Lisa Havilah, Director of Carriageworks, confirmed that Le Roy’s work is not the first time that Carriagework has presented programming with nudity. She said that the exhibition will be clearly signed, putting the decision into the visitor’s hands whether they permit children to participate in the experience.

Another performer added: ‘The nakedness itself can only be interpreted by the viewer and what it is for you. It is a different experience for each and every one of us,’ adding that the rigour of the guidelines that they were working within as performers was so demanding that being naked is immediately forgotten.

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Moments of connection are important in Xavier Le Roy’s new performed exhibition at Carriageworks; Photo ArtsHub.

Thinking as a pack

It’s difficult to talk about the work as it is designed to question, to transport and emphasis process …It’s an attempt to challenge our habits, said Xavier Le Roy.

The artist was reluctant to unpack the dynamics of his project and process, saying simply that he used a set of rule to create a vocabulary.

‘Rule one is you are never standing up; rule two you are always naked … another rule is a decision is never definitive,’ he said.

Hong Kong born choreographer, and Le Roy’s artistic collaborator on this project, Scarlet Yu, said: ‘The rules are tools. One performer explained them as ‘a framework within which I operate.’ And Le Roy added with a laugh, ‘It’s also not anarchy.’

That is apparent seeing the work, each individual responding to a set of choreographed moved, but moving intuitively.

Le Roy said that concepts come from intuition and that his work as performed is not led by either one. ‘In a sense it is like a game, where the rules are to be used by not transgressed. They are collective and they are individual.’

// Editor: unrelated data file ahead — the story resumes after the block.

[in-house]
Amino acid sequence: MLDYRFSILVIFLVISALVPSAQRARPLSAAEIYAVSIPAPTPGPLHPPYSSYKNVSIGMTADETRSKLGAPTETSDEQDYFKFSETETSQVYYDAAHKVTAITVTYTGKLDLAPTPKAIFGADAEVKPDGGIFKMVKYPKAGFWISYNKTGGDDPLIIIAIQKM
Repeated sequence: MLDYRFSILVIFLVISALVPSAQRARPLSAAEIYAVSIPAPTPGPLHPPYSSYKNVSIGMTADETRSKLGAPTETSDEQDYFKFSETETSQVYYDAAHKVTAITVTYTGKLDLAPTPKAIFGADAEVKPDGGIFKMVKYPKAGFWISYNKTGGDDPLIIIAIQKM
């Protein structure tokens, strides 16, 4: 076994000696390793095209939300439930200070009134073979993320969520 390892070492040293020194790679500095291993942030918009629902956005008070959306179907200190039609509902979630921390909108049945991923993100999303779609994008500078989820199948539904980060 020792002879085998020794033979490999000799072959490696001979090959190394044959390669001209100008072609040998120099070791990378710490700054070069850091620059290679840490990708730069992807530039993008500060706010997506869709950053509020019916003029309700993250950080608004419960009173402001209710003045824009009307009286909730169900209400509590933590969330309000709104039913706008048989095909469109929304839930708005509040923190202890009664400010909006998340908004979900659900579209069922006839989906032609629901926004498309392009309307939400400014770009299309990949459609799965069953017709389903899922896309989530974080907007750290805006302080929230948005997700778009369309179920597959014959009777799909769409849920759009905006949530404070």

A performer responded: ‘(These rules) force us to inhabit the body in different ways – our body in reaction to the space, in reaction to each other, the consideration of how we configure our bodies at all times.’

Yu concluded: ‘We spend a lot of time working with them and how they engage with the material is an open dialogue.’

Raheen concluded that the entry sign to the exhibition described the performers as collaborators. ‘I was happy for that word to be used rather than performers or dancers or participants or interpreters because we are really asked to collaborate in the project – to bring our thinking, to bring our body, to bring our thinking body – and also to make decisions and take responsibility for those decisions.

‘We also need to think as a group – we are a pack – and we are one, we are I,’ she said.

Kaldor said that one of the most important things KPAP endeavours to achieve with its projects is to pair international artists of the highest calibre with Australian artists so that legacy is lasting on this cultural landscape.

Xavier Le Roy’s new work Temporary title takes that a step further by also engaging the audience in an intimate experience – and memorable it is.

Xavier Le Roy is presenting his works at Sydney’s Carriageworks.

Open rehearsals: 18 and 19 November

Keynote address: Sunday 15 November

Temporary title, 2015: Friday 20 November 3-9pm; Saturday 21 November 12-6pm; Sunday 22 November 12-6pm

Self Unfinished, 1998: Le Roy’s solo work will be performed 17, 18 and 19 November

For more visit Carriageworks and Kaldor Art Projects